tussock land hogs back mtb track

Soon we came out of the bush-line and onto tussock land. Stephen made the comment “this should be pretty much flat riding from now on” …….. mmmm famous last words.  We met three lovely ladies hiking in the hills who I only just found out after the fact, made the comment “oh you guys are keen”.  Stephen thought they meant the climb we had just done – turned out they meant the continual climbing we were about to do.

high country mtb ride hogs back track

high country riding hogs back track

The trail gently continued to climb at a slight gradient up, up and up – with orange marker posts our calling points which in some respects was actually more demoralising as you could see them off in the distance – or more like up in the distance. 

hogs back mtb track to the river bed

Eventually we came to some downhill as the track dropped off the ridgeline and down across a river bed flat and into the bush again.  Again climbing ever so gently – enough to know you were working.

in the forest hogs back mtb track

The sections in the bush were good fun, ducking and weaving between the beach trees.  I often think the NZ Rimu is my favourite of our native trees until I’m in a beech forest and then I think no it is the beech tree. This is predominately mountain beech covered in a black lichen.  I think it is beautiful and the smell is gorgeous too.

views down Craigieburn Forest Park Castle Hill

Out of the forest and along another river bed, out again and up again and along again…. you get my drift.  I have to say though the countryside sure is beautiful and since we were going so darn slow we had plenty of time to take in the views and appreciate our surroundings.  Often we could see the Cheeseman ski field access road down below, meandering its way up the valley to the mountain.

views back towards castle hill and the track we just rode hogs back

After a stop at the Picnic Rock lookout – where we could see most of the trail we had just ridden, including the hill climb we would have to do to get back out, we had a final couple of knobs to go up and down before it seemed we started the decent to the ski field access road.  We could see some other bikers climbing up and thought it really wasn’t necessary for us to stand at the sign at the end saying we’d made it, when we could see it from here and would only have to climb back up again – we’d both had enough climbing by now.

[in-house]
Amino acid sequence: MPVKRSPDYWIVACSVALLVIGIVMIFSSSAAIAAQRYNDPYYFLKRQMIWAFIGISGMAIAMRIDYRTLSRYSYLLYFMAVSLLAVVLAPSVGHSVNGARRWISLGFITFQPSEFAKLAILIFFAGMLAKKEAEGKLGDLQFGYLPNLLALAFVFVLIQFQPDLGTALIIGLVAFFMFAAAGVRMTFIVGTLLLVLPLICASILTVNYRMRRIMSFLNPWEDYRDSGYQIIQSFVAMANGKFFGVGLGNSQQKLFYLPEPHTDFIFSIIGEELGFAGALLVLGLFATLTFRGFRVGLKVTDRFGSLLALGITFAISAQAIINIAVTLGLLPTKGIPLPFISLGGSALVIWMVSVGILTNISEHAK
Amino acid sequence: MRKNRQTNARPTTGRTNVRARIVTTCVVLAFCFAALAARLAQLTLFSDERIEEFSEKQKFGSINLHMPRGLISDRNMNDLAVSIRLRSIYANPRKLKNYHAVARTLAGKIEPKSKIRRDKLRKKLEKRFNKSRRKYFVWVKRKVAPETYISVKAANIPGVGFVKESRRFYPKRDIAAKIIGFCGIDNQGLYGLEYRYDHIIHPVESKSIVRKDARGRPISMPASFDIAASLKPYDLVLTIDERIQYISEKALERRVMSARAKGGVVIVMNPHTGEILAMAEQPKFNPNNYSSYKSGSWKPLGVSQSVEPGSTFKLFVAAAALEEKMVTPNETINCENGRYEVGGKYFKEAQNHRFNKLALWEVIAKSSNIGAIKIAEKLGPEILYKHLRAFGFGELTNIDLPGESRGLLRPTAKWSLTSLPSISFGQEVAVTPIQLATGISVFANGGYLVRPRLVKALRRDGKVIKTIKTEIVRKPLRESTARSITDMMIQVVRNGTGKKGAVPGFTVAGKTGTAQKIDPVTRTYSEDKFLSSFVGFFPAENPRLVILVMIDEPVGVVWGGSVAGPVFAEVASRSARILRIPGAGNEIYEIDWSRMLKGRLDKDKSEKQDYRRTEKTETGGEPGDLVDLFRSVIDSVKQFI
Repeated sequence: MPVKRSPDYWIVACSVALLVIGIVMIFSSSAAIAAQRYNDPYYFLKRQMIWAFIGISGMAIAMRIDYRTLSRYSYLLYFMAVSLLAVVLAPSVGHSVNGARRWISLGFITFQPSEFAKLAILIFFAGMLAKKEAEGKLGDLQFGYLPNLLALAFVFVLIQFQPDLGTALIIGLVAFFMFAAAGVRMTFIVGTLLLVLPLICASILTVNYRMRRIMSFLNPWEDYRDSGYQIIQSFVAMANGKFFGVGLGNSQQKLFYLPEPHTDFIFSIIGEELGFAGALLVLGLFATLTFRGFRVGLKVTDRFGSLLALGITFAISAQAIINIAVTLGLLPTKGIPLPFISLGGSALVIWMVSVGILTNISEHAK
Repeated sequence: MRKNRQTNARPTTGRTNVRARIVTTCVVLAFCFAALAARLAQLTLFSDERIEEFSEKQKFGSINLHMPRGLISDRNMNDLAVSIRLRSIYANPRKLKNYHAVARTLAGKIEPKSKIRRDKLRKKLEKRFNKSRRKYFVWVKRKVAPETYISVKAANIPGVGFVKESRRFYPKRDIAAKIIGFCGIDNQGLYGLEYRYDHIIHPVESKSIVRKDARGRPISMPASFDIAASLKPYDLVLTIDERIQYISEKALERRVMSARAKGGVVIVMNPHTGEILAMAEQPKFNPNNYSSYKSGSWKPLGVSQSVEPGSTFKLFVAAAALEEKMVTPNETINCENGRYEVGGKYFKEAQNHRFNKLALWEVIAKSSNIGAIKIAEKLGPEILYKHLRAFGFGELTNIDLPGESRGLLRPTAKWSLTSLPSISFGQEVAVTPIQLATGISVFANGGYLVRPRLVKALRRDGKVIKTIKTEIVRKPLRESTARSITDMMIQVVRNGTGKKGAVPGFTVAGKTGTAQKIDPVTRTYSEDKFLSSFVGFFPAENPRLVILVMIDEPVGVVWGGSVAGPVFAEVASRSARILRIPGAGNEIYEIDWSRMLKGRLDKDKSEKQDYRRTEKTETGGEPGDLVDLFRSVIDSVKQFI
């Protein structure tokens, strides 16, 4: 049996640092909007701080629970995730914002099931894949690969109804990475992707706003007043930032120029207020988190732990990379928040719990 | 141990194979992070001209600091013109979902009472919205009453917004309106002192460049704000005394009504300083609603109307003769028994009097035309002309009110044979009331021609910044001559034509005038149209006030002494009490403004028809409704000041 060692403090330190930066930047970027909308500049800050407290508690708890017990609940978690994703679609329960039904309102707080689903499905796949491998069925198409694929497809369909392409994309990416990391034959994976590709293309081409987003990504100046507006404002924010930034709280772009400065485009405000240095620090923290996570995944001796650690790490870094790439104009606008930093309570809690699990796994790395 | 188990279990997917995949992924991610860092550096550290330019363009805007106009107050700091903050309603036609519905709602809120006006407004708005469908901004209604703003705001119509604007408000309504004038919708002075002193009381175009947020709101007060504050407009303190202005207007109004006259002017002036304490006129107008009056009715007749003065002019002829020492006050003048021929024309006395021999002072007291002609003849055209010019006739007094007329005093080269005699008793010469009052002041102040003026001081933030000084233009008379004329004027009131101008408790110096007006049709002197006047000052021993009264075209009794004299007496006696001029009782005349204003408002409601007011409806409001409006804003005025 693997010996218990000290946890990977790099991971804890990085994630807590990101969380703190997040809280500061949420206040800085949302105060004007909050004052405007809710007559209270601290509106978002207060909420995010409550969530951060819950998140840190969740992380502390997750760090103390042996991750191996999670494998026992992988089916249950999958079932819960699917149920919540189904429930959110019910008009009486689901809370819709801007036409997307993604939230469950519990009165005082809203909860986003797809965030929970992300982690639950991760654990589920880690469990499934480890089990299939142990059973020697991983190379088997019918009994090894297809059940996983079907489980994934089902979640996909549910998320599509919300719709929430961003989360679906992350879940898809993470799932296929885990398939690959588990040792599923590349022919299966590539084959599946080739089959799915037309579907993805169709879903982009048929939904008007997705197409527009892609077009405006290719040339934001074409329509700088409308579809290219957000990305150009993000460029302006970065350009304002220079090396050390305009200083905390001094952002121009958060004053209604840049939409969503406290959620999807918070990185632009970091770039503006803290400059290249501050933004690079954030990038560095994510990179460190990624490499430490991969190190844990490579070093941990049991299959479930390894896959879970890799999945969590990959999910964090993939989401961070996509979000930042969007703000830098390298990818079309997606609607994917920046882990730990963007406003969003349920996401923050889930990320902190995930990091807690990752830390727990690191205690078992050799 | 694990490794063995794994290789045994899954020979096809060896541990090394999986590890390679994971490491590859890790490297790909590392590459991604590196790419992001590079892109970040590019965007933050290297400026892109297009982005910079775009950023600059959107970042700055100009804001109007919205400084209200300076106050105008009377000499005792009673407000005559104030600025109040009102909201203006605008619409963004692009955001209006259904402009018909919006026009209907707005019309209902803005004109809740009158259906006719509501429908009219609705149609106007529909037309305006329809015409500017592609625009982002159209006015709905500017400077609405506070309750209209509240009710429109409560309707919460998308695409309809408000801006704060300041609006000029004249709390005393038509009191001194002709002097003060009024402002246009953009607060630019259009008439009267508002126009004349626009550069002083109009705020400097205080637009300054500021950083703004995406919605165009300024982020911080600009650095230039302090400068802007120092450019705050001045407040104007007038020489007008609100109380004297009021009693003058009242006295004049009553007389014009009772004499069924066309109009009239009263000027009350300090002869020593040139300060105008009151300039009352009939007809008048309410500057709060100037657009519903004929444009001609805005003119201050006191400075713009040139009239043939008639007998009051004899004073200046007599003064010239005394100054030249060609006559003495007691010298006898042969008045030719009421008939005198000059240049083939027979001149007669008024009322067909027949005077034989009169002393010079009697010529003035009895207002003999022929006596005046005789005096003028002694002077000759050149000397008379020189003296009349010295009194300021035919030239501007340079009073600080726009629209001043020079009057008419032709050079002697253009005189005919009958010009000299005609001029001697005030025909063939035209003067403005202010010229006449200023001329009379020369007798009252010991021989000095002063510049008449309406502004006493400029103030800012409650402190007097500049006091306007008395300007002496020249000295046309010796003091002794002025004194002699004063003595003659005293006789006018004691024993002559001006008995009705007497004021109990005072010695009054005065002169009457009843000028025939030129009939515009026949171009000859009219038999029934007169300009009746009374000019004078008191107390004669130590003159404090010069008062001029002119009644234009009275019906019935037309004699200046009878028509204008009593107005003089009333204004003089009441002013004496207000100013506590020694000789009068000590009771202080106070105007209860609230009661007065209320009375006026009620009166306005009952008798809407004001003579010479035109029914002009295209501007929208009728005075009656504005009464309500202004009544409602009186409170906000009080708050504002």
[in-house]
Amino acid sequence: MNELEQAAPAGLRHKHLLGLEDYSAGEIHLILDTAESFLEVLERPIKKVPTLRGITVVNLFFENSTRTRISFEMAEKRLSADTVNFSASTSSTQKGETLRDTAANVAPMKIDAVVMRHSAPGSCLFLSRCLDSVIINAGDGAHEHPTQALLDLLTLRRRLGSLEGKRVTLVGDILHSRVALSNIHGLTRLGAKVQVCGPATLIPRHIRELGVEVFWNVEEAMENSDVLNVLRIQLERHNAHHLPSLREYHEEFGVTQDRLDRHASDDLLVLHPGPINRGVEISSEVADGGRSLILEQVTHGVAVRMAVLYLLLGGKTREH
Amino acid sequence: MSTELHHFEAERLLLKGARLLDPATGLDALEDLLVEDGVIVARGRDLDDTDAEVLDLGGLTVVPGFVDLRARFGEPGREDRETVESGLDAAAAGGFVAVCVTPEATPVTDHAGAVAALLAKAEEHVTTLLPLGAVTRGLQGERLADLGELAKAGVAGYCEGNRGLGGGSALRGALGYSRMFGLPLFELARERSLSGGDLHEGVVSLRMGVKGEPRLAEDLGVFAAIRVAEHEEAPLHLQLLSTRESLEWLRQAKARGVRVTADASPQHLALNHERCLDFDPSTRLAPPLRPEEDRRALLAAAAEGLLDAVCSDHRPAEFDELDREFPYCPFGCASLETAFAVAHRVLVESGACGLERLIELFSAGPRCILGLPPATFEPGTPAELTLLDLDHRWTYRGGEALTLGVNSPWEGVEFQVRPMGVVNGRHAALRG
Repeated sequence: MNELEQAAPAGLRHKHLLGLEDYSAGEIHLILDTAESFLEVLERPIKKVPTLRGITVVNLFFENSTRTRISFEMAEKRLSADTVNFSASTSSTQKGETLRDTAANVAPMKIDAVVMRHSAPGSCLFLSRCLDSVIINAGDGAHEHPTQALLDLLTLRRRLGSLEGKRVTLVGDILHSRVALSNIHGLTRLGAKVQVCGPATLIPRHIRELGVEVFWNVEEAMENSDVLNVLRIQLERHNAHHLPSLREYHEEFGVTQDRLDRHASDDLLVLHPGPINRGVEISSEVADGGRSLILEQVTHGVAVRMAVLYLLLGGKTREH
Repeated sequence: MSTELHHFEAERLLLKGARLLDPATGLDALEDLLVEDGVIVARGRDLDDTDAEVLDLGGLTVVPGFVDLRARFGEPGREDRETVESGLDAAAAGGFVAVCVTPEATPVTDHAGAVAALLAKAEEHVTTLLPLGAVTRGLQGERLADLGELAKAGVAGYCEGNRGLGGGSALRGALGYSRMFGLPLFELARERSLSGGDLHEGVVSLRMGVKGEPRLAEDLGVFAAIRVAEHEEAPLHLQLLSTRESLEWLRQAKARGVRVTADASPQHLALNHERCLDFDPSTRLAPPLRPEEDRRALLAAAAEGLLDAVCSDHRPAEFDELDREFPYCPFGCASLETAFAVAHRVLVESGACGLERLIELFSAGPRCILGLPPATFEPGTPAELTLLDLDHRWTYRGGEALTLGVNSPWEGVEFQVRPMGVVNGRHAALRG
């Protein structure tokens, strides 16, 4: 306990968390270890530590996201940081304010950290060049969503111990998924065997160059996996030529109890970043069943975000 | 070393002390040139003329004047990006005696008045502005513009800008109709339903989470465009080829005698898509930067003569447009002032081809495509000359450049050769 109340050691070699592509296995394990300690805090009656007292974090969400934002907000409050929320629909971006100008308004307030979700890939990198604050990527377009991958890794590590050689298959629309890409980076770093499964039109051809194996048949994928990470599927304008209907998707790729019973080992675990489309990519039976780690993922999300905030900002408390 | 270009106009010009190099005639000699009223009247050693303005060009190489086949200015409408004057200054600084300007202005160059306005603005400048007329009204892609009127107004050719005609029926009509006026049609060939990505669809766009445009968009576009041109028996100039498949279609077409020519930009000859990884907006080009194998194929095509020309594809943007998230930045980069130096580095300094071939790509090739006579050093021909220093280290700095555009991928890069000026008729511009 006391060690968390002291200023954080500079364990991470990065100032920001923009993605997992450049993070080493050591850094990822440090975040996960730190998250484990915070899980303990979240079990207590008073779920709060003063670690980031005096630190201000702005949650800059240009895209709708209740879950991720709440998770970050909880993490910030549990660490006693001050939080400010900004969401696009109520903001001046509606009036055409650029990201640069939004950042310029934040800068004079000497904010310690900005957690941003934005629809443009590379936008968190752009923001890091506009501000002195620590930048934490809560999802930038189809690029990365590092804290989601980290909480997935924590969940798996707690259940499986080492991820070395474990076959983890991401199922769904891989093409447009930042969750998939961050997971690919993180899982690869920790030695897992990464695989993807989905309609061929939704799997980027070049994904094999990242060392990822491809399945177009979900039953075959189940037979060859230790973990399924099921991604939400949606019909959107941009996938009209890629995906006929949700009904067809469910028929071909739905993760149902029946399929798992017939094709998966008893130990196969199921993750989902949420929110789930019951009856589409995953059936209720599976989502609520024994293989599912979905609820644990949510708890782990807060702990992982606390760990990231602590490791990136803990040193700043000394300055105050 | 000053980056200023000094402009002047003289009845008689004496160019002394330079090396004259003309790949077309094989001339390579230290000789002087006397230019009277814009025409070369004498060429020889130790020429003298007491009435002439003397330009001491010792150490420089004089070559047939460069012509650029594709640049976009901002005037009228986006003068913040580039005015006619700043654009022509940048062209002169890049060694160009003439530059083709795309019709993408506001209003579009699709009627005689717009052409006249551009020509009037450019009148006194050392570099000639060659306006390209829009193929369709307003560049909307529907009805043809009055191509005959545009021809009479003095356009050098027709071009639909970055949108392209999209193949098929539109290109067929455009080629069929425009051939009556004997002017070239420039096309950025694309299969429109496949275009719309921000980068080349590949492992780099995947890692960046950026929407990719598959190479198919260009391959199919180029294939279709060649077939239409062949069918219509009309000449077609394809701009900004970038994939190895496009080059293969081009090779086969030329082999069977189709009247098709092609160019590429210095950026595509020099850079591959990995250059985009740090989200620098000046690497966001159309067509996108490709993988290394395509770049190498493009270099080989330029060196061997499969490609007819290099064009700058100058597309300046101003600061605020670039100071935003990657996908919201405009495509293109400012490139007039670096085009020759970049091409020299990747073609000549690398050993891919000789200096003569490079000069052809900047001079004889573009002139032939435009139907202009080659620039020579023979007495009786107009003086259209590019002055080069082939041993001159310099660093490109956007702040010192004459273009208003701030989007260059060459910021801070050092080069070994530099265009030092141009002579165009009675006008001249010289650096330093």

hogs back track craigieburn forest park

I say enough climbing, there was still the knobs to be done again this time in reverse but they actually seemed easier riding in reverse.  Perhaps it was just the mental knowledge of knowing the real climbing was finally over.

picnic rock lookout hogs back mtb track

Back at the Picnic Rock lookout we decided to wait for the other riders and let them go past us.  They soon rounded the corner so we were able to have a quick chat.  We thought they must have come over from the Craigieburn Forest Park and been on a mission but no – they were doing the same trail as us but just one way – downhill.  Turns out they biked from the village, along the main highway, up the access road with the little climb we saw them on to now have some extreme downhill fun.  Thanks for telling us guys – we know for next time!

climbing hogs back track castle hill

high country scenes hogs back mtb track

So down we went – and it was fun.  What took us around 2 hours to ride up – and that did of course include lots of stops for photos….. it did…….. took us, ready for it – 20 minutes to bike back out.  Yes 20 minutes and that included the climb from the river bed back up to the tussock!  The final section down through the bush from where we met the ladies way back at the start of our day was steep – fun but steep.  No wonder I couldn’t bike up it or most of it anyway.  I didn’t feel so bad after going down it.

weird tree hogs back mtb track

Mission complete and all in all a good day out in the saddle.  Note for self though – if want a challenge do the ride in and out, if just want some fun, ride the access road and out.  Moaned as I did at times, and as hard as it was to breathe sometimes, it was a great ride in some amazing back country, in this land we call GodZone.  We sure are lucky to have it and I’m glad we did it as an in and out.

Jan and Stephen run Breakers Boutique Accommodation on the Great Coast Road north of Greymouth.  They enjoy getting out and about and exploring and sharing their discoveries and adventures.

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Greymouth – 150 years in the town with a Heart of Gold

The celebrations continue in Greymouth, celebrating 150 years.  The latest celebration was also in aid of Breast Cancer Awareness – the inaugural Mackay Street Mile.

mackay street mile men in heels entrants greymouth

Held in the main street of “downtown” (big word for a little town) Greymouth in conjunction with a buskers festival and stalls to help draw the crowd.

greymouth mackay street mile kids race

kids race mackay street mile greymouth

First up the children’s race.  Lot of heart in this race and some of our future marathon runners in the making I think.

warm up men in heels mackay street mile greymouth

Next up the “men in heels” race.  Not the mile race like the others, a shortened version – we didn’t want anyone breaking their necks!  Some dodgy looking characters turned up for this event…….. but heaps of fun and hilarity.

men in heels mackay street mile greymouth